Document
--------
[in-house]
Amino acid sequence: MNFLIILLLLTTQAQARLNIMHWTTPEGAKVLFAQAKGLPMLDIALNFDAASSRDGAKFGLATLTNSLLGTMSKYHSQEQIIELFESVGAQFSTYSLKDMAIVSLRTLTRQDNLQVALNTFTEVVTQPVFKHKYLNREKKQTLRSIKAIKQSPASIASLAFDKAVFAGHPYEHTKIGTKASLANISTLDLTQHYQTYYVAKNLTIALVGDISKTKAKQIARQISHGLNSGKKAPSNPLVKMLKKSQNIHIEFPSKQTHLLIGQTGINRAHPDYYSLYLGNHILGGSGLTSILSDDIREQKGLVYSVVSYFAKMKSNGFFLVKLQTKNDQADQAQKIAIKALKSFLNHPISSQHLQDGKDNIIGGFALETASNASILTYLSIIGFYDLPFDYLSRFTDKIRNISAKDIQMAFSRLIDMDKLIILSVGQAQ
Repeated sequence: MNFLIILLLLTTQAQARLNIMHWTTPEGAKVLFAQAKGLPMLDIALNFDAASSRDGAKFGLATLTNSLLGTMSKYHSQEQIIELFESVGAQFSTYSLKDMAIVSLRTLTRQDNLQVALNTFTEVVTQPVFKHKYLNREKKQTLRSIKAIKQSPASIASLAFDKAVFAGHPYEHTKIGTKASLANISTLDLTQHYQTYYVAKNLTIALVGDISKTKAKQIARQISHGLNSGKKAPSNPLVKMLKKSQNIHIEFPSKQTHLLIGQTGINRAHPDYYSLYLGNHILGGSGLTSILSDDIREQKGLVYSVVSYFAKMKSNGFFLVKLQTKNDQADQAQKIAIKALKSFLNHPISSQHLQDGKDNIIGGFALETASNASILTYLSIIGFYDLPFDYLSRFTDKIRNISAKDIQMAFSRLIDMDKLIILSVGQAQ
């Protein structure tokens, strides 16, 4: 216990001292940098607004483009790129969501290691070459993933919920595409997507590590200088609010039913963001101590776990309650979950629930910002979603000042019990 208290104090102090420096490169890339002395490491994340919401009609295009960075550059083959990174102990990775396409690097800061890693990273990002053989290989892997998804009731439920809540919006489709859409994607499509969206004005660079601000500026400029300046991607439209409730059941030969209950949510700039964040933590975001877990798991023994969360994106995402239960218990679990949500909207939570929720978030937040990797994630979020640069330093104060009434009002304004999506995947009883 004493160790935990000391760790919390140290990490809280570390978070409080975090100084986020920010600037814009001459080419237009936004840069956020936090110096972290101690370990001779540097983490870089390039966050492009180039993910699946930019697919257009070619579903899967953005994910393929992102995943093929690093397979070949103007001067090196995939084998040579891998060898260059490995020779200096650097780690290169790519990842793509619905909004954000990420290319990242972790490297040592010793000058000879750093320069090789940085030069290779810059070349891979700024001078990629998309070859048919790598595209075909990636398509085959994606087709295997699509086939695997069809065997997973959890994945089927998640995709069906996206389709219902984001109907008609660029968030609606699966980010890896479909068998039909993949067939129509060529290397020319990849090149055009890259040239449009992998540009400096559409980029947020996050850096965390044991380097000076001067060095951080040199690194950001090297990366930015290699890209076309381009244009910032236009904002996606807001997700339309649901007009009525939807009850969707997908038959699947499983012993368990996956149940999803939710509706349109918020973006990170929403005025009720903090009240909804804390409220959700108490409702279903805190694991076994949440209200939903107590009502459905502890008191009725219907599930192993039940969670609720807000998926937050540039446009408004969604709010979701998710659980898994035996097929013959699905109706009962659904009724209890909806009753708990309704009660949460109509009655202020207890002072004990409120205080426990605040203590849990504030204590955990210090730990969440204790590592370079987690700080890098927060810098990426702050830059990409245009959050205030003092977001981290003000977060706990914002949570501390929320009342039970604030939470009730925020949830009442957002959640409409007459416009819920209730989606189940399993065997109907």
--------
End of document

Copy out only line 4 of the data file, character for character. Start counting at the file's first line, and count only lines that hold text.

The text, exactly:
């Protein structure tokens, strides 16, 4: 216990001292940098607004483009790129969501290691070459993933919920595409997507590590200088609010039913963001101590776990309650979950629930910002979603000042019990 208290104090102090420096490169890339002395490491994340919401009609295009960075550059083959990174102990990775396409690097800061890693990273990002053989290989892997998804009731439920809540919006489709859409994607499509969206004005660079601000500026400029300046991607439209409730059941030969209950949510700039964040933590975001877990798991023994969360994106995402239960218990679990949500909207939570929720978030937040990797994630979020640069330093104060009434009002304004999506995947009883 004493160790935990000391760790919390140290990490809280570390978070409080975090100084986020920010600037814009001459080419237009936004840069956020936090110096972290101690370990001779540097983490870089390039966050492009180039993910699946930019697919257009070619579903899967953005994910393929992102995943093929690093397979070949103007001067090196995939084998040579891998060898260059490995020779200096650097780690290169790519990842793509619905909004954000990420290319990242972790490297040592010793000058000879750093320069090789940085030069290779810059070349891979700024001078990629998309070859048919790598595209075909990636398509085959994606087709295997699509086939695997069809065997997973959890994945089927998640995709069906996206389709219902984001109907008609660029968030609606699966980010890896479909068998039909993949067939129509060529290397020319990849090149055009890259040239449009992998540009400096559409980029947020996050850096965390044991380097000076001067060095951080040199690194950001090297990366930015290699890209076309381009244009910032236009904002996606807001997700339309649901007009009525939807009850969707997908038959699947499983012993368990996956149940999803939710509706349109918020973006990170929403005025009720903090009240909804804390409220959700108490409702279903805190694991076994949440209200939903107590009502459905502890008191009725219907599930192993039940969670609720807000998926937050540039446009408004969604709010979701998710659980898994035996097929013959699905109706009962659904009724209890909806009753708990309704009660949460109509009655202020207890002072004990409120205080426990605040203590849990504030204590955990210090730990969440204790590592370079987690700080890098927060810098990426702050830059990409245009959050205030003092977001981290003000977060706990914002949570501390929320009342039970604030939470009730925020949830009442957002959640409409007459416009819920209730989606189940399993065997109907």